4. What do I need to do to transfer personal data from the UK to the EEA?

Under both the EU GDPR and the UK GDPR, personal data can only be transferred to a third country if it is covered by either (a) an adequacy decision or regulation; (b) appropriate safeguards (such as standard contractual clauses); or (c) one of the limited exceptions.

From 1 January 2021, any country outside the UK, including the EEA, is considered a third country for the purposes of the UK GDPR such that a UK organisation can only transfer personal data to such a third party if it is covered by one of the mechanisms referenced above.

However, the UK government has confirmed that transfers of personal data from the UK to the EEA and/or any countries which were covered by a European Commission adequacy decision as at 31 December 2020 (which include Andorra, Argentina, Guernsey, Isle of Man, Israel, Jersey, New Zealand, Switzerland and Uruguay and, in certain circumstances, Japan and Canada) will be permitted – this means that you will not need to take any further actions at this stage in order to transfer personal data to such territories.

5. What do I need to do to transfer personal data from the UK to the EEA?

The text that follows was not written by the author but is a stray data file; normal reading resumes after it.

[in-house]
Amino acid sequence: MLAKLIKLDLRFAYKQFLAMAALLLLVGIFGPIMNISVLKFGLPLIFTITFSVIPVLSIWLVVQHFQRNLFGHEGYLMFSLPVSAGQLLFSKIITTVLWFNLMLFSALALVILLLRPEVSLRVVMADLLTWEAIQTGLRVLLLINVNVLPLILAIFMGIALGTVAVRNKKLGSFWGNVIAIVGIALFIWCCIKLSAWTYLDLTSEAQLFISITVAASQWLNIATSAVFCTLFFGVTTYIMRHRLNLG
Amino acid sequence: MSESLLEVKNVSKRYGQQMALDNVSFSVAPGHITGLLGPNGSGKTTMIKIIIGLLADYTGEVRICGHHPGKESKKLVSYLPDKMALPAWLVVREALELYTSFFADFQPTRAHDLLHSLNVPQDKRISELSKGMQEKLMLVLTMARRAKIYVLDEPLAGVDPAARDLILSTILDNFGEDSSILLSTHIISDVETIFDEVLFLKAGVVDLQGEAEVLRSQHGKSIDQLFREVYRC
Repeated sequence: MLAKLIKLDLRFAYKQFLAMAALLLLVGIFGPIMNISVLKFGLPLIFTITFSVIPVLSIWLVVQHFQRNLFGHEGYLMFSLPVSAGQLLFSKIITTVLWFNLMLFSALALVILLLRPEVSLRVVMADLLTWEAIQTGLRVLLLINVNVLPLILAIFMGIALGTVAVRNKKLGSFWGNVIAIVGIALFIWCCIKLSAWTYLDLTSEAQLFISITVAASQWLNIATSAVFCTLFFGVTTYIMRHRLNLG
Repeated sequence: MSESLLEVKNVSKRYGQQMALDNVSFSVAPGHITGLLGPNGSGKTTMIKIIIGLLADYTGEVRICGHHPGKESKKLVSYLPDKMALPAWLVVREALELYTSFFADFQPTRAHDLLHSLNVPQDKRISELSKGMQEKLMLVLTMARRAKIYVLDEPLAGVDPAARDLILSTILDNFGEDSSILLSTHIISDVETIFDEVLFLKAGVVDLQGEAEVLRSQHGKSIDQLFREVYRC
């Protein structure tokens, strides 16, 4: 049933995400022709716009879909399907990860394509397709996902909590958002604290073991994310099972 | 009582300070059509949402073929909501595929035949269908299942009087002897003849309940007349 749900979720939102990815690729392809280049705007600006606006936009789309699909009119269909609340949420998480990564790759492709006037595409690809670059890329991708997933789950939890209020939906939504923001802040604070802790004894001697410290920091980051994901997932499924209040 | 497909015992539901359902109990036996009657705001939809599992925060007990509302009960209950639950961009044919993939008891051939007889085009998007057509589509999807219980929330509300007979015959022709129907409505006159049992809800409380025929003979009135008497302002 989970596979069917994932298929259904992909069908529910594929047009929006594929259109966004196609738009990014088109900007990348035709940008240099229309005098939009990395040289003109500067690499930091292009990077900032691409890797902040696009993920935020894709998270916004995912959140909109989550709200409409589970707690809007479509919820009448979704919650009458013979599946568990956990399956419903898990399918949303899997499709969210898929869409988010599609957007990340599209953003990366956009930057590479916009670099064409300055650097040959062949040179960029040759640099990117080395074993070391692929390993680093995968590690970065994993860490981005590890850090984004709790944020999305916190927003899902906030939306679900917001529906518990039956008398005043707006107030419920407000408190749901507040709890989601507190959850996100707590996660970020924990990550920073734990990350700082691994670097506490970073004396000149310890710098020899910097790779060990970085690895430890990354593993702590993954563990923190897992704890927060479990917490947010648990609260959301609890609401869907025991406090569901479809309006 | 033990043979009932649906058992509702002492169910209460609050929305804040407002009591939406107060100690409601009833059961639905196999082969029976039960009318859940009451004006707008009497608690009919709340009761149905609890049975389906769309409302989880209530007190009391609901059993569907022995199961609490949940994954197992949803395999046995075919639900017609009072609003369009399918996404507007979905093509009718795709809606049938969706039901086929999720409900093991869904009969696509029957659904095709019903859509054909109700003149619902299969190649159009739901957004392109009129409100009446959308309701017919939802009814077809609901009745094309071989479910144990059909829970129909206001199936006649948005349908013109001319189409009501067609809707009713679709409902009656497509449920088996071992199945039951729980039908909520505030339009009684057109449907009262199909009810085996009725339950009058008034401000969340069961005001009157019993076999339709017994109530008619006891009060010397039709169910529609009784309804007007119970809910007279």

From 1 January 2021, the UK is considered a third country for the purposes of the EU GDPR which means that an EEA organisation can only transfer personal data to the UK if it is covered by one of the mechanisms mentioned above.

It was hoped that the European Commission would reach an adequacy decision in respect of the UK prior to the end of the transition period. Although that has not yet occurred, as part of the EU-UK Trade and Cooperation Agreement which was reached on Christmas Eve, a so-called ‘bridge’ was agreed which allows the free flow of personal data from the EEA to the UK to continue following the end of the transition period. The bridge will remain in place either until a UK adequacy decision is reached by the European Commission, or until 30 June 2021, whichever comes first.

The European Commission finally published a draft adequacy decision in respect of the UK on 19 of February 2021. This draft decision will now be shared with the European Data Protection Board for a non-binding opinion before finally being presented to EU member states for their formal approval. The UK has strongly encouraged the EU to complete the final approval process as soon as possible so that data can continue to flow freely between the EU and UK.